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Wisconsin Senate Sends Opioid Bills To Gov. Walker’s Desk

Proposals Would Expand Treatment Options

Wisconsin state Capitol
Scott Bauer/AP Photo

The state Senate has sent nine bills aimed at combating opioid abuse to Gov. Scott Walker’s desk.

The measures are part of the Legislature’s ongoing “HOPE Agenda,” which stands for Heroin, Opioid Prevention and Education. These latest bills were also part of a special session convened by Walker based on recommendations from an opioid task force.

The bills would:

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  • Let trained school employees and residence hall directors administer drugs such as Narcan that can treat the effects of an opioid overdose.
  • Spend $2.4 million per year to support Treatment Alternative and Diversion programs to support alternatives to prison for people who abuse alcohol or drugs.
  • Require a prescription in order to purchase drugs containing codeine.
  • Create a small charter school for recovering addicts to be run by the University of Wisconsin System.
  • Let the Wisconsin Department of Health Services award grants to hospitals to increase the number of doctors who specialize in treating addiction.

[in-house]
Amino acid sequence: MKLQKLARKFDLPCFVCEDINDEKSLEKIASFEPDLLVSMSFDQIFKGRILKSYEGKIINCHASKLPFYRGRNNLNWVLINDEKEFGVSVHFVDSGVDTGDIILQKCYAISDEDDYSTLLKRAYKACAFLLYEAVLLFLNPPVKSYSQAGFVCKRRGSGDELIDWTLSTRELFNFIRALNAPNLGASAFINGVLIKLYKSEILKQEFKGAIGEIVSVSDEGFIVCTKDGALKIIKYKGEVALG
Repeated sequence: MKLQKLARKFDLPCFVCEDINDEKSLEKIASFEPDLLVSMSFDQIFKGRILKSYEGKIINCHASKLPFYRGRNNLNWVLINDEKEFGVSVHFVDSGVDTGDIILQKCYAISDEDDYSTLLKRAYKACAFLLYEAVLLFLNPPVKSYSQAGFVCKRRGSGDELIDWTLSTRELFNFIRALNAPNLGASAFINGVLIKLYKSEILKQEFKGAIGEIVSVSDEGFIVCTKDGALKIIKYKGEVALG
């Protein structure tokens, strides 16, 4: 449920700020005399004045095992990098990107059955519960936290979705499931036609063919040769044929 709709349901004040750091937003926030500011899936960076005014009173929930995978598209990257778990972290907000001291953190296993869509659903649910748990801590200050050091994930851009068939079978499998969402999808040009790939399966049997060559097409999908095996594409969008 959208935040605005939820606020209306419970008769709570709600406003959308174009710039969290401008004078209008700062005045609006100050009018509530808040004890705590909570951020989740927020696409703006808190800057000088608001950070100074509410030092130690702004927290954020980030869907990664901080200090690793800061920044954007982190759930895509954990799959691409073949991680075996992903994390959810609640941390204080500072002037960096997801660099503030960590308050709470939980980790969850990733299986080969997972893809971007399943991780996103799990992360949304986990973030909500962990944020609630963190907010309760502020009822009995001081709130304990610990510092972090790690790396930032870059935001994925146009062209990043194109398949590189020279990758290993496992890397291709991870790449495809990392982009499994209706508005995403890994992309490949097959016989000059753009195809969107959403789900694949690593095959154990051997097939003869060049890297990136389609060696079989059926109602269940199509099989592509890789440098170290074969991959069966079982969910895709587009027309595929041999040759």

• Spend $1 million per year to create two or three additional opioid treatment programs in underserved areas of Wisconsin.
  • Direct DHS to create an addiction medicine consultation program to help doctors caring for patients with substance addiction.
  • Spend $420,000 per year on four new criminal investigation agents at the state Department of Justice who would focus on drug trafficking.
  • Require the state Department of Public Instruction to establish a mental health training support program to provide school district staff with training on screening, intervention and referral to treatment. It would cost $200,000 per year.

All but one of the bills passed unanimously. Sen. Steve Nass, R-Whitewater, voted against the proposed charter school.

The state Assembly also passed two opioid bills. One would give people who overdose immunity from prosecution if they go to a hospital or call police for help. In exchange, the person who overdosed would have to undergo treatment for addiction.

“So what we’re doing is allowing for the immunity with some exceptions, or some strings attached,” said Rep. John Nygren, R-Marinette, who has taken the lead on opioid legislation.

State law already includes similar protections for people who help overdose victims.

While the bill passed on a voice vote, not all lawmakers were onboard.

“I just can’t support this bill,” said Rep. Samantha Kerkman, R-Powers Lake. “We still are giving immunity to someone who might have killed somebody through heroin.”

Another bill that passed the Assembly on Tuesday would expand an emergency detention program for alcoholics so that it could also be used to treat drug addicts.

Neither of the two bills that passed the Assembly on Tuesday have passed the Senate. Sen. Majority Leader Scott Fitzgerald’s office did not respond to a question Tuesday about whether the Senate would concur with the bills.

Editor’s Note: This story was updated at 8:20 p.m. Tuesday, May 2 to include the bills passed by the Assembly.